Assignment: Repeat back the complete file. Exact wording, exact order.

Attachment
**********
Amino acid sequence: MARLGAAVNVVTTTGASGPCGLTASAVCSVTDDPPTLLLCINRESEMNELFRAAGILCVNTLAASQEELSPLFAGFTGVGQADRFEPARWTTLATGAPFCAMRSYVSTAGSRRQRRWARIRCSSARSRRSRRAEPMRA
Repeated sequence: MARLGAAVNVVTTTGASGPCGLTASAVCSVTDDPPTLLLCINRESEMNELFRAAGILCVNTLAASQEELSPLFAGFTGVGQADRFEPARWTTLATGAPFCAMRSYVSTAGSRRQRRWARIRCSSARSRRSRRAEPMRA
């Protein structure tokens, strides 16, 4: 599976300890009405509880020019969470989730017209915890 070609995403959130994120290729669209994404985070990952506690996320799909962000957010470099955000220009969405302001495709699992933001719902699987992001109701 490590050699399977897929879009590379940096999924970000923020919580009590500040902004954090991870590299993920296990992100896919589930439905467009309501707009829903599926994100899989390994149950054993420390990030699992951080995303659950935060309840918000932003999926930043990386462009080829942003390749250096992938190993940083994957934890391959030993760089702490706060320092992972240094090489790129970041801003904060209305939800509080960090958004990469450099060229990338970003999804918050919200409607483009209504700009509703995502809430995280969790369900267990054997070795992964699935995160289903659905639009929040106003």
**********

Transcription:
Amino acid sequence: MARLGAAVNVVTTTGASGPCGLTASAVCSVTDDPPTLLLCINRESEMNELFRAAGILCVNTLAASQEELSPLFAGFTGVGQADRFEPARWTTLATGAPFCAMRSYVSTAGSRRQRRWARIRCSSARSRRSRRAEPMRA
Repeated sequence: MARLGAAVNVVTTTGASGPCGLTASAVCSVTDDPPTLLLCINRESEMNELFRAAGILCVNTLAASQEELSPLFAGFTGVGQADRFEPARWTTLATGAPFCAMRSYVSTAGSRRQRRWARIRCSSARSRRSRRAEPMRA
């Protein structure tokens, strides 16, 4: 599976300890009405509880020019969470989730017209915890 070609995403959130994120290729669209994404985070990952506690996320799909962000957010470099955000220009969405302001495709699992933001719902699987992001109701 490590050699399977897929879009590379940096999924970000923020919580009590500040902004954090991870590299993920296990992100896919589930439905467009309501707009829903599926994100899989390994149950054993420390990030699992951080995303659950935060309840918000932003999926930043990386462009080829942003390749250096992938190993940083994957934890391959030993760089702490706060320092992972240094090489790129970041801003904060209305939800509080960090958004990469450099060229990338970003999804918050919200409607483009209504700009509703995502809430995280969790369900267990054997070795992964699935995160289903659905639009929040106003």